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New virus could help with soybean podworms

Insect susceptible to new product, Heligen, a specific, naturally occurring virus.

The insect Helicoverpa armigera goes by several names. In corn, it’s known as the corn earworm; in cotton, the cotton bollworm; and, in soybeans, the soybean podworm. It’s also a close relative of the tobacco budworm.

By whatever name it’s called, the insect is susceptible to a new product called Heligen, a highly specific, naturally occurring virus called HearNPV or Helicoverpa armigera Nuclear Polyhedrosis Virus.

“One of the important things to remember about this virus is that it is highly specific, and it will only control one pest, the corn earworm, bollworm or podworm,” said Scott Graham, Extension entomologist with Auburn University, a speaker at the University of Tennessee Milan Field Day, which was held online this summer.

“For this talk since we’re talking about soybeans so we’ll call them podworms,” said Graham, one of the speakers on the No-Till Soybean portion of the field day. (Heligen is active on tobacco budworms, typically a pest in cotton, which is also a member of the heliothine complex.)

Because it is so specific it is safe on beneficial arthropods and insects. Neither is it harmful to honeybees, which is a growing concern among fruit and nut tree producers in several regions of the United States.

“But with that it is also safe on other pests,” he said. “So, if you have soybean loopers in the field, stinkbugs or similar insects, it will have no activity on those types of pests. It will only control podworms.”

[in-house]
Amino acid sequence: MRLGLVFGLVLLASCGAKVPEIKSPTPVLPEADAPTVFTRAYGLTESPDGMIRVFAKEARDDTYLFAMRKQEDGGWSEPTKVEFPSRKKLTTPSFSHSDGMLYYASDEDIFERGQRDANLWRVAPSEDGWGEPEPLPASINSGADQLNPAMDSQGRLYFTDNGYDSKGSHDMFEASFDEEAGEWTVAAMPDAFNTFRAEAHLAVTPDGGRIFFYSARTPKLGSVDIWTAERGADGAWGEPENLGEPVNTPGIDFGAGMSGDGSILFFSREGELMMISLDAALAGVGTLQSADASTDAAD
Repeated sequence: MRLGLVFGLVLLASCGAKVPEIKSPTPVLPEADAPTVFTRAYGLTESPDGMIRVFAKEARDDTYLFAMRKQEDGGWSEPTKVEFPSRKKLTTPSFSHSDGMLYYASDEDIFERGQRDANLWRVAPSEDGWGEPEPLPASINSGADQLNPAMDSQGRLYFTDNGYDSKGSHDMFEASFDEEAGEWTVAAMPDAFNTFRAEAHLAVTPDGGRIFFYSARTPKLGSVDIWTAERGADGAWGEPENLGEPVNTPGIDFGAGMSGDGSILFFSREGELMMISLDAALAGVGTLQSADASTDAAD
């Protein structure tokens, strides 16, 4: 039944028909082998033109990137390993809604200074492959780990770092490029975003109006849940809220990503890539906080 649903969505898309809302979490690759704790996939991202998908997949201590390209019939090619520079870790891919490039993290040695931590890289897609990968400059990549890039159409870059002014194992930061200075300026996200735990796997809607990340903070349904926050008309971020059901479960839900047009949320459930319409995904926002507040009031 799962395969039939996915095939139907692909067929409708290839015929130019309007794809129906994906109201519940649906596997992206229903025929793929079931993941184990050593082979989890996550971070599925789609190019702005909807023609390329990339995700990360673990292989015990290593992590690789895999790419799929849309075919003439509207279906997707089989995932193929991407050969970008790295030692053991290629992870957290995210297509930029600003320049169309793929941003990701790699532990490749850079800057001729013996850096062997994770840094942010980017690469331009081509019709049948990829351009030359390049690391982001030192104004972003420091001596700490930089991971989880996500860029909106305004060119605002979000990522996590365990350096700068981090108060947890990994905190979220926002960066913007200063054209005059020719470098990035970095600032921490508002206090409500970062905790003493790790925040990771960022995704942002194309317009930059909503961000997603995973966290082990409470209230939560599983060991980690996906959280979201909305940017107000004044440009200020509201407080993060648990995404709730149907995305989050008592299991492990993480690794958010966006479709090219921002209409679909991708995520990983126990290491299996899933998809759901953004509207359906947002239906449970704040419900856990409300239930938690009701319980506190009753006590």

AgBiTech

The virus is produced by AgBiTech, a company that was originally based in Australia and relocated to the United States in the early to mid-2000s. They’re now in the Dallas-Ft. Worth area where they produce and package the virus.

The product is a Group 31 insecticide and is a midgut peritropic membrane disruptor, Graham said. Essentially, the virus infects these worms, ruptures their midgut, and the virus begins to leak and kill the podworms.

The treatment threshold for Heligen is much lower than for synthetic chemistry, he said. “We’re using a threshold of two to five small worms per 25 sweeps. Ideally, we want to use this product when the population is one-fourth inch in length. We can go to one-half inch, but when you start getting closer to three-fourths of an inch you will want to use synthetic chemistry.

“These worms will continue feeding until they die,” he said. “In the first three to five days after infection, they will continue feeding. As they get larger, they will eat more so they do more damage. It’s important we control these worms before they get into the fourth, fifth and sixth instar because the fifth and sixth instar is when they do 80 percent of their feeding.”

The labeled use rate in soybeans is from 1.28 to 1.6 ounces per acre, he said. At the low rate, 1 gallon of the virus will treat 100 acres, which will cost growers from $5.50 to $6.88 an acre for the virus.

“It’s an economical option for us,” he said. “Keep that in mind when you’re comparing it with a lot of synthetic chemistry. We’re putting out a product that doesn’t cost as much, so we can’t have the same expectations of this virus as we do those chemistries.”

The labeled use rate in soybeans is from 1.28 to 1.6 ounces per acre, he said. At the low rate, 1 gallon of the virus will treat 100 acres, which will cost growers from $5.50 to $6.88 an acre for the virus.

“It’s an economical option for us,” he said. “Keep that in mind when you’re comparing it with a lot of synthetic chemistry. We’re putting out a product that doesn’t cost as much, so we can’t have the same expectations of this virus as we do those chemistries.”

Next: Soybean podworms may “get a lift” from new virus

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